What Is Blockchain Technology? How Does Blockchain Work?
Blockchain technology is most simply defined as a decentralized, distributed ledger that records the provenance of a digital asset. Our guide will walk you through what it is, how it's used and its history.
What is Blockchain Technology?
Blockchain, sometimes referred to as Distributed Ledger Technology (DLT), makes the history of any digital asset unalterable and transparent through the use of decentralization and cryptographic hashing.
A simple analogy for understanding blockchain technology is a Google Doc. When we create a document and share it with a group of people, the document is distributed instead of copied or transferred. This creates a decentralized distribution chain that gives everyone access to the document at the same time. No one is locked out awaiting changes from another party, while all modifications to the doc are being recorded in real-time, making changes completely transparent.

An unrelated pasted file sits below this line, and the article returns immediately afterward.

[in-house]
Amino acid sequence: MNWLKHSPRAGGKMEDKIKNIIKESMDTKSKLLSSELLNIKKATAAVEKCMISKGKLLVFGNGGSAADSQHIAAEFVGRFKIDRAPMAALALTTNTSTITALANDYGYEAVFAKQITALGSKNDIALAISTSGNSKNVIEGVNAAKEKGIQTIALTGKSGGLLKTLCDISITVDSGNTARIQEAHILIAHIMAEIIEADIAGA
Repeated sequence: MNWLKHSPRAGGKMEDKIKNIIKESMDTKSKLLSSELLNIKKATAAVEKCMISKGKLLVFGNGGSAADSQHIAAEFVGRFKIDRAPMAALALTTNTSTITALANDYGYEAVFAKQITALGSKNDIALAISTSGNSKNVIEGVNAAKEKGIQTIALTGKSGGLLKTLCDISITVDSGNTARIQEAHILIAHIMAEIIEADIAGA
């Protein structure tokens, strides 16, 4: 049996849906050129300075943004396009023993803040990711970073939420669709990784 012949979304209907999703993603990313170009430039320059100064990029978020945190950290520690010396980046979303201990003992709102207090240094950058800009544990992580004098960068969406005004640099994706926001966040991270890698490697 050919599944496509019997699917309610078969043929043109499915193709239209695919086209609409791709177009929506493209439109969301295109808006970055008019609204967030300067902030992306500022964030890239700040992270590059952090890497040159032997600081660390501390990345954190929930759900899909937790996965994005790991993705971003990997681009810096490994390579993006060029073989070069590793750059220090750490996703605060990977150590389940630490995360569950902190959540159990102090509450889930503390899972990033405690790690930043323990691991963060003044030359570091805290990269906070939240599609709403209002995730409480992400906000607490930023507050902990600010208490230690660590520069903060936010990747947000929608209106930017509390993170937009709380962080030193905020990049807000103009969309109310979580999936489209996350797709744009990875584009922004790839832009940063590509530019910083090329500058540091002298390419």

Of course, blockchain is more complicated than a Google Doc, but the analogy is apt because it illustrates three critical ideas of the technology:
Blockchain Explained: A Quick Overview
- Digital assets are distributed instead of copied or transferred.
- The asset is decentralized, allowing full real-time access.
- A transparent ledger of changes preserves integrity of the document, which creates trust in the asset.
Blockchain is an especially promising and revolutionary technology because it helps reduce risk, stamps out fraud and brings transparency in a scaleable way for myriad uses.
How Does Blockchain Work?
The whole point of using a blockchain is to let people — in particular, people who don't trust one another — share valuable data in a secure, tamperproof way.
— MIT Technology Review
Blockchain consists of three important concepts: blocks, nodes and miners.
Every chain consists of multiple blocks and each block has three basic elements:
- The data in the block.
- A 32-bit whole number called a nonce. The nonce is randomly generated when a block is created, which then generates a block header hash.
- The hash is a 256-bit number wedded to the nonce. It must start with a huge number of zeroes (i.e., be extremely small).